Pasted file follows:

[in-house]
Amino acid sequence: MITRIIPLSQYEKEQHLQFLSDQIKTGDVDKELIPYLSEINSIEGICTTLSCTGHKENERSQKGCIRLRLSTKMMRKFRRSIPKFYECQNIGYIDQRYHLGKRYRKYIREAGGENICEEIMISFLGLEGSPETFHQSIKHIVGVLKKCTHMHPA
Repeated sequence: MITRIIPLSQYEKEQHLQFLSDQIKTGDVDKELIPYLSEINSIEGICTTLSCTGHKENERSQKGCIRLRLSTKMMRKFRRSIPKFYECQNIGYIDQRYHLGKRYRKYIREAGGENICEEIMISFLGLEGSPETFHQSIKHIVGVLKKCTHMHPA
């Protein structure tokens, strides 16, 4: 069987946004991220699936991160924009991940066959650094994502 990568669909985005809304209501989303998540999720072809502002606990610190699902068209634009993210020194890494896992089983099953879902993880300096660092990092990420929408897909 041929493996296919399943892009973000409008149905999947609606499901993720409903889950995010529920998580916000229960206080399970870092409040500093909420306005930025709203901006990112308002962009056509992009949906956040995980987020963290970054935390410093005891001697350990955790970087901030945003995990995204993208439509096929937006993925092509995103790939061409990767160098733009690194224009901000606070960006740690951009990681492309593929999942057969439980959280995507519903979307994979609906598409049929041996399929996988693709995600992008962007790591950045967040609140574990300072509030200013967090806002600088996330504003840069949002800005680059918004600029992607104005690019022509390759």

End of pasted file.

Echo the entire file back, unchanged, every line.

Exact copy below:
[in-house]
Amino acid sequence: MITRIIPLSQYEKEQHLQFLSDQIKTGDVDKELIPYLSEINSIEGICTTLSCTGHKENERSQKGCIRLRLSTKMMRKFRRSIPKFYECQNIGYIDQRYHLGKRYRKYIREAGGENICEEIMISFLGLEGSPETFHQSIKHIVGVLKKCTHMHPA
Repeated sequence: MITRIIPLSQYEKEQHLQFLSDQIKTGDVDKELIPYLSEINSIEGICTTLSCTGHKENERSQKGCIRLRLSTKMMRKFRRSIPKFYECQNIGYIDQRYHLGKRYRKYIREAGGENICEEIMISFLGLEGSPETFHQSIKHIVGVLKKCTHMHPA
């Protein structure tokens, strides 16, 4: 069987946004991220699936991160924009991940066959650094994502 990568669909985005809304209501989303998540999720072809502002606990610190699902068209634009993210020194890494896992089983099953879902993880300096660092990092990420929408897909 041929493996296919399943892009973000409008149905999947609606499901993720409903889950995010529920998580916000229960206080399970870092409040500093909420306005930025709203901006990112308002962009056509992009949906956040995980987020963290970054935390410093005891001697350990955790970087901030945003995990995204993208439509096929937006993925092509995103790939061409990767160098733009690194224009901000606070960006740690951009990681492309593929999942057969439980959280995507519903979307994979609906598409049929041996399929996988693709995600992008962007790591950045967040609140574990300072509030200013967090806002600088996330504003840069949002800005680059918004600029992607104005690019022509390759």